Nothing Is True and Everything Is Possible: The Surreal Heart of the New Russia by Peter Pomerantsev is one of very few non-fiction books I would choose to pick up. But pick it up I did, and having picked it up, I read it. To the end. Thoroughly enjoyed it. And now I want all my friends to read it too. It's that good.
And it's that scary. Cold War 2, here we come?
For those of you who are firm fiction fans, fear not. The book reads like fiction, like a series of short stories set in an unreal universe. Only, it's real.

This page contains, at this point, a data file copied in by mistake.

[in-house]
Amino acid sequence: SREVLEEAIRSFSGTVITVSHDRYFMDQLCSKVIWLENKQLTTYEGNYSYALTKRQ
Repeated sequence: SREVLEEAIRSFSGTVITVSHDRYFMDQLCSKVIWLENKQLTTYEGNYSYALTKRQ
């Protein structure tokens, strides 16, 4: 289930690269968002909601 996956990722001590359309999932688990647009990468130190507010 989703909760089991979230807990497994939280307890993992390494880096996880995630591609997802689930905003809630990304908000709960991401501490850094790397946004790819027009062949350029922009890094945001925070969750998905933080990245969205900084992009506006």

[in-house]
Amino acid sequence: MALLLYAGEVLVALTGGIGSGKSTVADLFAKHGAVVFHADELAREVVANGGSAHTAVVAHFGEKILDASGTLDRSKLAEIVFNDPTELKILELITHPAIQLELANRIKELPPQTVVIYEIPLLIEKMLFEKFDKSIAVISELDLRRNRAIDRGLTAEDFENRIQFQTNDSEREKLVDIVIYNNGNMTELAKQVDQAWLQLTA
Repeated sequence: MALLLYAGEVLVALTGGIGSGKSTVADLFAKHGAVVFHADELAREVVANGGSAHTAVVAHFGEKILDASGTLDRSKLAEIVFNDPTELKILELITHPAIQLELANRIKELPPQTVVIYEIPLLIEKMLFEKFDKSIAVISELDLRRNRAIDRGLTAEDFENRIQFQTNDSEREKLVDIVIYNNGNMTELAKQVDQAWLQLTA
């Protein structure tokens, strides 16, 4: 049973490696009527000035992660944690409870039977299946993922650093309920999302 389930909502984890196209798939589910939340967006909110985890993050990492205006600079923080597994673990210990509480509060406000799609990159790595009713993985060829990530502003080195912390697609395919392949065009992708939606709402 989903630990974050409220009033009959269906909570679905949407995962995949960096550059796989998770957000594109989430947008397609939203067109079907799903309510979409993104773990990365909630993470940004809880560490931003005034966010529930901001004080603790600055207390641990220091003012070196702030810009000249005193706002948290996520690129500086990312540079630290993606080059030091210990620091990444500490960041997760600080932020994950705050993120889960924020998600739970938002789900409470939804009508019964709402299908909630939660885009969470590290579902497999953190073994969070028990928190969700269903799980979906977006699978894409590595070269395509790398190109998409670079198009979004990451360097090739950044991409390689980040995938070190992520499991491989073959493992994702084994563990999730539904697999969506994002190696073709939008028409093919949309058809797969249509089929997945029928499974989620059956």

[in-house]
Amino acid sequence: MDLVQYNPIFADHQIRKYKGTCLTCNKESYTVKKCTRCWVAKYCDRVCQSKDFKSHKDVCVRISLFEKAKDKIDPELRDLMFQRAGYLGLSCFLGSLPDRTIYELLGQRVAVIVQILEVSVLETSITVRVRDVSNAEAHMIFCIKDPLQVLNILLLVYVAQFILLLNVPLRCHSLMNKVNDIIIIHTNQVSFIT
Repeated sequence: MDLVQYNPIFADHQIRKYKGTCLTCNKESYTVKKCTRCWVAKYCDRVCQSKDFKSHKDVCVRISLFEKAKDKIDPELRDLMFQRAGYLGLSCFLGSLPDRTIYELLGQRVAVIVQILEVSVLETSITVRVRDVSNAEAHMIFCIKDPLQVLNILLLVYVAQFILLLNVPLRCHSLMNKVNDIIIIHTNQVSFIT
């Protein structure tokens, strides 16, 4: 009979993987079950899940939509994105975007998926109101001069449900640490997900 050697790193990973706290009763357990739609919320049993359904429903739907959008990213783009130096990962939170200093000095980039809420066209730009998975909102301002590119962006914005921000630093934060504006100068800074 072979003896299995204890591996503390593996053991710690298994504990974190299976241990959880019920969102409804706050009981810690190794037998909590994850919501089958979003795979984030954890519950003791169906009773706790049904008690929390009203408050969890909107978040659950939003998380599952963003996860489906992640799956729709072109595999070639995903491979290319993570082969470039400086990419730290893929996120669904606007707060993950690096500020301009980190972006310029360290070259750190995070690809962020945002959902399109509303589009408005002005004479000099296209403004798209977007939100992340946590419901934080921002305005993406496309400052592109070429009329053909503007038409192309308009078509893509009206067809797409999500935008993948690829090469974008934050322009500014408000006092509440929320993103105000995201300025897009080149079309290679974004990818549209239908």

From Amazon: "When the Soviet Union collapsed in the early 90s, the West rejoiced with the relief that came with the end of the Cold War and the possibility of an era of peace and cooperation. At the same time, its corporations and conglomerates trained a beady eye toward its newly opened markets, and a seemingly virgin economic landscape soon became home to icons such as Coke and McDonalds and Levi’s. But the door was open wide, and tagging along with big business were some seedier characters: organized crime, a youth-and-glamour-obsessed oligarchy, and an entertainment complex hungry for the new concepts of its Western counterparts. That’s where Peter Pomerantsev comes in. Born in Kiev but raised in Great Britain, Pomerantsev returned to Russia as a consultant to its burgeoning film and television—especially “reality” television—industries. What he found was a capitalist’s wet dream: an unfettered cash and service economy with no apparent limits on cash or available services--one where everything is possible, if you can pay for it. At the top of it all sits Vlad Putin, infusing the old TASS tactics with Hollywood flair to create a vision of a bare-chested (bear-chested?) virility and power, of both self and state. Pomerantsev finds himself gazing deeper into this looking-glass world—willingly and otherwise—and he finds it impossible to look away, as will his readers. "